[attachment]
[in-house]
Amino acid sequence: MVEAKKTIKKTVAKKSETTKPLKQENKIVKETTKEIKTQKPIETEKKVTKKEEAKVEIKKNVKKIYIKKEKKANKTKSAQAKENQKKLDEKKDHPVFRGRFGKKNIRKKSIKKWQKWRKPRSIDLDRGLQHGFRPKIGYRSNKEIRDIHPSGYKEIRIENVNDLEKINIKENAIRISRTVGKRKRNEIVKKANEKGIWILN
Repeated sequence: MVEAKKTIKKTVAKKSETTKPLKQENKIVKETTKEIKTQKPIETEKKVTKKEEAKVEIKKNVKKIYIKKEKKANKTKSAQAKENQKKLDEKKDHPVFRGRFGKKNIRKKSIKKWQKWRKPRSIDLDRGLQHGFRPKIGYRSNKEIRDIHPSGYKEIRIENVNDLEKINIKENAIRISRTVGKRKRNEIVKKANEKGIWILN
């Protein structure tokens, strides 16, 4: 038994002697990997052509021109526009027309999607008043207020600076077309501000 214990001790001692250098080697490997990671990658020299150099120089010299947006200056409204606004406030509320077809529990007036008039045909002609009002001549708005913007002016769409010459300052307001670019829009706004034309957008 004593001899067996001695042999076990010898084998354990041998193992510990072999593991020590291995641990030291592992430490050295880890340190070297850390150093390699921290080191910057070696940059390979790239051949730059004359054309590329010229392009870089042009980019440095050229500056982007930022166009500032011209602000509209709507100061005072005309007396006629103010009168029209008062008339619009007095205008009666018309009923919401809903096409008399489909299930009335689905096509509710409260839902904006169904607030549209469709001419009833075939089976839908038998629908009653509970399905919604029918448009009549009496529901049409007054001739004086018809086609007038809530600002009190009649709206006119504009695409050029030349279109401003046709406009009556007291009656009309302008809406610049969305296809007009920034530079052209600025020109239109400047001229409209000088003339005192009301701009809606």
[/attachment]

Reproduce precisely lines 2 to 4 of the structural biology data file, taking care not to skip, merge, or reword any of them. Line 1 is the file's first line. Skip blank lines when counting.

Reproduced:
Amino acid sequence: MVEAKKTIKKTVAKKSETTKPLKQENKIVKETTKEIKTQKPIETEKKVTKKEEAKVEIKKNVKKIYIKKEKKANKTKSAQAKENQKKLDEKKDHPVFRGRFGKKNIRKKSIKKWQKWRKPRSIDLDRGLQHGFRPKIGYRSNKEIRDIHPSGYKEIRIENVNDLEKINIKENAIRISRTVGKRKRNEIVKKANEKGIWILN
Repeated sequence: MVEAKKTIKKTVAKKSETTKPLKQENKIVKETTKEIKTQKPIETEKKVTKKEEAKVEIKKNVKKIYIKKEKKANKTKSAQAKENQKKLDEKKDHPVFRGRFGKKNIRKKSIKKWQKWRKPRSIDLDRGLQHGFRPKIGYRSNKEIRDIHPSGYKEIRIENVNDLEKINIKENAIRISRTVGKRKRNEIVKKANEKGIWILN
């Protein structure tokens, strides 16, 4: 038994002697990997052509021109526009027309999607008043207020600076077309501000 214990001790001692250098080697490997990671990658020299150099120089010299947006200056409204606004406030509320077809529990007036008039045909002609009002001549708005913007002016769409010459300052307001670019829009706004034309957008 004593001899067996001695042999076990010898084998354990041998193992510990072999593991020590291995641990030291592992430490050295880890340190070297850390150093390699921290080191910057070696940059390979790239051949730059004359054309590329010229392009870089042009980019440095050229500056982007930022166009500032011209602000509209709507100061005072005309007396006629103010009168029209008062008339619009007095205008009666018309009923919401809903096409008399489909299930009335689905096509509710409260839902904006169904607030549209469709001419009833075939089976839908038998629908009653509970399905919604029918448009009549009496529901049409007054001739004086018809086609007038809530600002009190009649709206006119504009695409050029030349279109401003046709406009009556007291009656009309302008809406610049969305296809007009920034530079052209600025020109239109400047001229409209000088003339005192009301701009809606």